Less spectacular but just as consequential is the exploitation at work in antiterrorism. The meteoric growth of the homeland security state provides fresh opportunities for military contractors, who, like Lockheed, have diversified nimbly into the antiterrorism business. No one really knows how much has been spent on homeland security, but it surely approaches $1 trillion in the United States alone. For the arms merchants, the post-9/11 wars have also been, in the words of an army official quoted by Feinstein, “a feeding frenzy.” Iraq and Afghanistan have been good business not only for the usual giants of the military industry, but for many others in the darker recesses of the business.
Feinstein reminds us briefly that the victims of the arms trade and the violence it enables are not just soldiers, but also civilians in large numbers — hundreds of thousands in Iraq and Afghanistan, the same or more in Angola’s civil war, Darfur and elsewhere. Contemporary warfare is more than ever about killing the innocent.
Regaling the reader with these misdeeds and horrid consequences, “The Shadow World” becomes a tirade, one that goes down in the weeds of dozens of deals. Feinstein has the problem that all serious nonfiction writers face, making complex and at times tedious issues understandable and compelling. For the most part, he succeeds by conveying them as stories. But it does require some work from the reader, who must navigate a jungle of actors and acronyms to follow these tales. This may be inevitable for such a comprehensive treatment of the arms trade, possibly the most complete account that has ever been written.
Feinstein makes a convincing argument that, particularly in Africa, the supply of weaponry made conflicts more lethal. It’s a powerful and sad case. Those who dismiss the notion that the arms trade is a cause of violence often point to the use of machetes in Rwanda as their example. Feinstein counters, “The popularized images of the Rwandan genocide suggest a primal orgy of slaughter, a frenzy of bloodlust and carnage. The exact opposite, however, was true. The genocide was meticulously organized in order to kill as many people as efficiently as possible. The mountains of weapons that had been imported into the country were crucial to achieving this aim” — weapons such as grenades and firearms that were used “to achieve the highest kill-rate possible.”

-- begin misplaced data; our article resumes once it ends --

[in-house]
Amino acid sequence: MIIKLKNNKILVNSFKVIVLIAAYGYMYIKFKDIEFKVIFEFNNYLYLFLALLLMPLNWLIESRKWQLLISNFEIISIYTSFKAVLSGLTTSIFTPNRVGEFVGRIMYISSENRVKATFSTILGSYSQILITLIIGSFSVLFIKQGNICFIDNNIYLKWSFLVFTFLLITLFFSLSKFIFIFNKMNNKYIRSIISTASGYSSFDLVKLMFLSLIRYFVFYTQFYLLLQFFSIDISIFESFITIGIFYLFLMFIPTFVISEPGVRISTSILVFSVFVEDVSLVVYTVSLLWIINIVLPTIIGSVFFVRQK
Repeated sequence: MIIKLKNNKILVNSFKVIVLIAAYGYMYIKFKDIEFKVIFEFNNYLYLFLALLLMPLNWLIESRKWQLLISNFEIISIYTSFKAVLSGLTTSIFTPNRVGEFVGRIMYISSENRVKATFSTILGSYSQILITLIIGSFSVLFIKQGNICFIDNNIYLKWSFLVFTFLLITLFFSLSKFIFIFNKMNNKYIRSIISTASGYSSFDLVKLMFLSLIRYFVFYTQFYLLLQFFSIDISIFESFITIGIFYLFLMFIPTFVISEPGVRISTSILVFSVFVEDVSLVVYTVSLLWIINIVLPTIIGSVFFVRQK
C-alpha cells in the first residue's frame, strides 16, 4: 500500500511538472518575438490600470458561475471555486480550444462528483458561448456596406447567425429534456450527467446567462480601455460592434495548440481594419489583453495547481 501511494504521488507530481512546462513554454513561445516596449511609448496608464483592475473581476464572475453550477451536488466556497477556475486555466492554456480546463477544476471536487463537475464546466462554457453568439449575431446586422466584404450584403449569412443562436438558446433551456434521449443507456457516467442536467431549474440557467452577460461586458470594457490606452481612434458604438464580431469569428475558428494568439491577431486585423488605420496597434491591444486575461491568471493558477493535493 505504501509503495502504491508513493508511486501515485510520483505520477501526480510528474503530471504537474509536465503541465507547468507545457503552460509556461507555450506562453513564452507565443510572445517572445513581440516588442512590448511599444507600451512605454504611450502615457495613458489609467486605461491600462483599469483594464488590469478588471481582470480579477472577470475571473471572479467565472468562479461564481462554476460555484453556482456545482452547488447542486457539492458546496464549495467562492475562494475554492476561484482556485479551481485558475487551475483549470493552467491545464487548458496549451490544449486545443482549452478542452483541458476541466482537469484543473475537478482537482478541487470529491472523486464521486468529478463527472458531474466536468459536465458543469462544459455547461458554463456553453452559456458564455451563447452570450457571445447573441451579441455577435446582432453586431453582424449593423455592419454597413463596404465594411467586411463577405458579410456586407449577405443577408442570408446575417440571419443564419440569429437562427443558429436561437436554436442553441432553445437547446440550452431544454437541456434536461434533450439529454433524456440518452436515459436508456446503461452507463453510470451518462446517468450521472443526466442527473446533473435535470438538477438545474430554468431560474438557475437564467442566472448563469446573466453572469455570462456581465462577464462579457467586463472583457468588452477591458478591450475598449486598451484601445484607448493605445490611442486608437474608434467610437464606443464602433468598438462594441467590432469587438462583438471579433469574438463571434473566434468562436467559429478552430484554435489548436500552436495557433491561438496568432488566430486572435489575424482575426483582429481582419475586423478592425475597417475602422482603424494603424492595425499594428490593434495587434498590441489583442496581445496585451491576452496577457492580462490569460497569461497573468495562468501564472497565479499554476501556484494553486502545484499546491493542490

What he does less well is provide some hope in this stew of corruption and mayhem. A rather sophisticated if small community of experts, NGO activists and a few sympathetic governments has taken up the cause of limiting arms exports, and they met with some success with the 1997 treaty to ban land mines, a global pact (but never signed by the United States). But that was more than a decade ago, and these activists haven’t regained the traction needed to go up against the major powers — states and corporations — which cannot see past the bottom line. It may be that there’s less violence than once beset the world, as Steven Pinker argues in his new book, “The Better Angels of Our Nature,” but there’s still plenty of carnage to go around — good news for the arms makers, tragic news for everyone else.
John Tirman is author of “ The Deaths of Others: The Fate of Civilians in America’s Wars ” and is executive director of MIT’s Center for International Studies.